Although not currently erupting, at and uprift of the 2018 lower East Rift Zone eruptive fissures, there are areas of persistently elevated ground temperatures and minor release of gases. These include steam (water), very small amounts of hydrogen sulfide, and carbon dioxide. These conditions are expected to be long-term. Similar conditions following the 1955 eruption continued for years to decades after the end of activity.
Observations: Monitoring data have shown no significant changes in volcanic activity over the past week. Rates of earthquake activity or seismicity across the volcano remain low. Real-time sulfur dioxide emission rates are low at the summit and are below detection limits at Puʻu ʻŌʻō and the Lower East Rift Zone.
Since early March, GPS stations and tiltmeters at the Kīlauea summit have recorded deformation consistent with slow magma accumulation within the shallow portion of the Kīlauea summit magma system (1-2 km or approximately 1 mile below ground level). However, gas measurements have yet to indicate significant shallowing of magma. HVO continues to carefully monitor all data streams at the Kīlauea summit for important changes.
Further east, GPS stations and tiltmeters continue to show motions consistent with slowed refilling of the deep East Rift Zone magmatic reservoir in the broad region between Puʻu ʻŌʻō and Highway 130 over recent weeks. While the significance of this pattern is unclear, monitoring data do not suggest any imminent change in volcanic hazard for this area. In addition to motion along the East Rift Zone, the south flank of Kīlauea continues to creep seaward at elevated rates following the May 4, 2018 M6.9 earthquake near Kalapana. HVO continues to carefully monitor all data streams along the Kīlauea East Rift Zone and south flank for important changes.
Hazards: Hazards remain in the lower East Rift Zone eruption area and at the Kīlauea summit. Residents and visitors near the 2018 fissures, lava flows, and summit collapse area should heed Hawaii County Civil Defense and National Park warnings. Lava flows and features created by the 2018 eruption are primarily on private property and persons are asked to be respectful and not enter or park on private property.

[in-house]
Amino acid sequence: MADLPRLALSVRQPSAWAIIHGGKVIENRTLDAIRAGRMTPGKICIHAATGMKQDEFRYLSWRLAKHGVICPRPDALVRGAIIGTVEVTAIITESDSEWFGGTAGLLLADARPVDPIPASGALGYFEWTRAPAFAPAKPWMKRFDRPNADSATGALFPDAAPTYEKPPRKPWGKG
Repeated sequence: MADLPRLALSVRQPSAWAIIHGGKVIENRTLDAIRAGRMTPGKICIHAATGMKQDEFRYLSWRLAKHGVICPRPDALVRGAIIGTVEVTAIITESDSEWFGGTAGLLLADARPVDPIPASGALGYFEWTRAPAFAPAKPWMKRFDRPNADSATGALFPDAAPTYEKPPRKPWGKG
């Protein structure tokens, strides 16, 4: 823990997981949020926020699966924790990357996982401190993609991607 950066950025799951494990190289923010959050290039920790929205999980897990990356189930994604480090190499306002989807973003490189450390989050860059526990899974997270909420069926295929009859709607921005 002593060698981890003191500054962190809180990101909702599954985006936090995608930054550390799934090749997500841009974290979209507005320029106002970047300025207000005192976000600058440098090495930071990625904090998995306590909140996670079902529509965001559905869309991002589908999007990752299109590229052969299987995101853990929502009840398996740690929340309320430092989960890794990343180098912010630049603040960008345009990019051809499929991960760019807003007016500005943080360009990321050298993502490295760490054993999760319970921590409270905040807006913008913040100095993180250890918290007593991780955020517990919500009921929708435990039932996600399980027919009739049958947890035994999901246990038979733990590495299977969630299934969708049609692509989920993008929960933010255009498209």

The Hawaiian Volcano Observatory (HVO) continues to closely monitor geologic changes, seismicity, deformation, and gas emissions for any sign of increased activity at Kīlauea. HVO maintains visual surveillance of the volcano with web cameras and field visits. Beginning in August, HVO will provide a monthly update, and will issue additional messages as warranted by changing activity.
Activity Summary also available by phone: (808) 967-8862
Subscribe to these messages: https://volcanoes.usgs.gov/vns2/
For more information on Mauna Loa and its hazards, see the USGS Fact sheet available at:
Webcam images: https://volcanoes.usgs.gov/volcanoes/mauna_loa/multimedia_webcams.html
Explanation of Volcano Alert Levels and Aviation Color Codes:
The Hawaiian Volcano Observatory is one of five volcano observatories within the U.S. Geological Survey and is responsible for monitoring volcanoes and earthquakes in Hawaiʻi.